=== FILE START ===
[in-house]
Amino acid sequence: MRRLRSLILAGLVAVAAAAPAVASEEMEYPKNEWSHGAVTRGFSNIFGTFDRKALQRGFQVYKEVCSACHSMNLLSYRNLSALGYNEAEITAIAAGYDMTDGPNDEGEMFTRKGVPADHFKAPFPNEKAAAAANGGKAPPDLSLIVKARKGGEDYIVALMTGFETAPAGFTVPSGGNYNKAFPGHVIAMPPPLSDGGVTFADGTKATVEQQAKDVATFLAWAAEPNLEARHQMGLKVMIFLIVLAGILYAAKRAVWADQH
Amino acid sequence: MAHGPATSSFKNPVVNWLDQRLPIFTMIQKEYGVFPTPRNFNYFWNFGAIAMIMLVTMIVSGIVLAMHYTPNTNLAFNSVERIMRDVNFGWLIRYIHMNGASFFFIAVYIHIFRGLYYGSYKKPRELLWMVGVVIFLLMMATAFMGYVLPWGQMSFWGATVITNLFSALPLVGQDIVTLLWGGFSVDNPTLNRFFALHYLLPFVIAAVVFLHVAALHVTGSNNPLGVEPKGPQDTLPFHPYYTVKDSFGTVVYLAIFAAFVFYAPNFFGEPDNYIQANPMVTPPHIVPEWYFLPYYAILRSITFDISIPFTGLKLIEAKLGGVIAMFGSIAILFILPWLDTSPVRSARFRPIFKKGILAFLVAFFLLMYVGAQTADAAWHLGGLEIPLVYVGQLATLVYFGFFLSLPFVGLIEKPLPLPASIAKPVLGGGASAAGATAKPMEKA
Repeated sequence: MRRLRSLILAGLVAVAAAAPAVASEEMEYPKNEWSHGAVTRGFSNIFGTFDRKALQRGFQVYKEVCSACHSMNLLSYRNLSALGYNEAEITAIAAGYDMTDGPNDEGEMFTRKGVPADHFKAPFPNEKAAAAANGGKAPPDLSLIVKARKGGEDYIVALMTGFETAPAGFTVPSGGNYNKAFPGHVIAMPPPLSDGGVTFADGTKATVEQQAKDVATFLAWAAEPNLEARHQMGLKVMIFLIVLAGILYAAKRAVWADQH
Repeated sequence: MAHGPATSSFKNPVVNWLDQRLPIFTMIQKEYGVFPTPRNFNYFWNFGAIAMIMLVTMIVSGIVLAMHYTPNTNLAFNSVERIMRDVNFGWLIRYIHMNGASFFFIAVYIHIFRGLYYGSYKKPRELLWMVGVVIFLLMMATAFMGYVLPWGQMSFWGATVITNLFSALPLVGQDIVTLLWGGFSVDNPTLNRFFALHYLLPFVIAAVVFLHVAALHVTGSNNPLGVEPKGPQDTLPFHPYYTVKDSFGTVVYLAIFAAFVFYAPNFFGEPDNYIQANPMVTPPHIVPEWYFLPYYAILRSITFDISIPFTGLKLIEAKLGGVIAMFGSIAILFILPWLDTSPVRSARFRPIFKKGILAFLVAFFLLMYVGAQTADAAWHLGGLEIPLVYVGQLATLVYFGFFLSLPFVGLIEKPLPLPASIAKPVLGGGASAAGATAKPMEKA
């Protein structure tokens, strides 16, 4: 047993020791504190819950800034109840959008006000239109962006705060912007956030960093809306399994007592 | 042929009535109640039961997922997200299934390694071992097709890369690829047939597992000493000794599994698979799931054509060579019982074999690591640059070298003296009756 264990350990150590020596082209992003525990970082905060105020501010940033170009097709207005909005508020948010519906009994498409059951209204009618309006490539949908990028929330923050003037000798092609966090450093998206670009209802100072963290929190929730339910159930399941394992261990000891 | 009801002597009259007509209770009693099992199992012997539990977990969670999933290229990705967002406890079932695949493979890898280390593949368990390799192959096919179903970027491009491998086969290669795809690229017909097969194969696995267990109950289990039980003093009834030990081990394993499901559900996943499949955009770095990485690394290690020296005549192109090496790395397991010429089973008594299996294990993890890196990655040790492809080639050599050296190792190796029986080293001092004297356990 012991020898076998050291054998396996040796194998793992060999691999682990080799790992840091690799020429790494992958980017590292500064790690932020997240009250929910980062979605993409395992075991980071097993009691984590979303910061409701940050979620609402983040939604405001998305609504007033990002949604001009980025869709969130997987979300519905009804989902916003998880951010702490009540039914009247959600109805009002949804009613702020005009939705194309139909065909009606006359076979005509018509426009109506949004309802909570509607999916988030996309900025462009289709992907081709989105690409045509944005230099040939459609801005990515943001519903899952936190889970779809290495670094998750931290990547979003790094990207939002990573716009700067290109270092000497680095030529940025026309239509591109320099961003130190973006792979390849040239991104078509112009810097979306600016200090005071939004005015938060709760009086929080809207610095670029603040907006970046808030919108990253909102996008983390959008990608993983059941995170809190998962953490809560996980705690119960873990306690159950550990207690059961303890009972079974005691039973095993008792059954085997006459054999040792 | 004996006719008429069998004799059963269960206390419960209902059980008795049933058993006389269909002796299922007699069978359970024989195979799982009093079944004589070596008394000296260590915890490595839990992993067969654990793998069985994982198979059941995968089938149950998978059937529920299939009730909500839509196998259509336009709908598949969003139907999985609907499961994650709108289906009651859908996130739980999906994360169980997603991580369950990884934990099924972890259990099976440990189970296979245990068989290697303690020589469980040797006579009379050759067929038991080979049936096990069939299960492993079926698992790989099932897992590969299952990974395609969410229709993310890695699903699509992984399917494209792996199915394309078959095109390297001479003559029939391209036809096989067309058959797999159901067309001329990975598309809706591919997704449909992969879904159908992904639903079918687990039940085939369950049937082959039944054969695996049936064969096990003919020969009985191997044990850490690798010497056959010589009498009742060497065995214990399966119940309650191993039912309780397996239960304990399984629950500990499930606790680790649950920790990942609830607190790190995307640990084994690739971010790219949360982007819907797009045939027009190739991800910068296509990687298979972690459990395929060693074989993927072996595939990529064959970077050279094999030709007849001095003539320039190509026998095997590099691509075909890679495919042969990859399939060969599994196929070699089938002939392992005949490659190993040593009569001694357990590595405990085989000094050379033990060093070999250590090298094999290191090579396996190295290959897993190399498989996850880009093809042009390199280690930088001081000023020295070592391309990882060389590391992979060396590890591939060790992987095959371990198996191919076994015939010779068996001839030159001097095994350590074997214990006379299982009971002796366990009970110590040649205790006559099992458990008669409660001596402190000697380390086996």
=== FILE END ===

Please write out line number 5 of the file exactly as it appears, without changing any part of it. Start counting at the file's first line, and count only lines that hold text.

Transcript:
Repeated sequence: MAHGPATSSFKNPVVNWLDQRLPIFTMIQKEYGVFPTPRNFNYFWNFGAIAMIMLVTMIVSGIVLAMHYTPNTNLAFNSVERIMRDVNFGWLIRYIHMNGASFFFIAVYIHIFRGLYYGSYKKPRELLWMVGVVIFLLMMATAFMGYVLPWGQMSFWGATVITNLFSALPLVGQDIVTLLWGGFSVDNPTLNRFFALHYLLPFVIAAVVFLHVAALHVTGSNNPLGVEPKGPQDTLPFHPYYTVKDSFGTVVYLAIFAAFVFYAPNFFGEPDNYIQANPMVTPPHIVPEWYFLPYYAILRSITFDISIPFTGLKLIEAKLGGVIAMFGSIAILFILPWLDTSPVRSARFRPIFKKGILAFLVAFFLLMYVGAQTADAAWHLGGLEIPLVYVGQLATLVYFGFFLSLPFVGLIEKPLPLPASIAKPVLGGGASAAGATAKPMEKA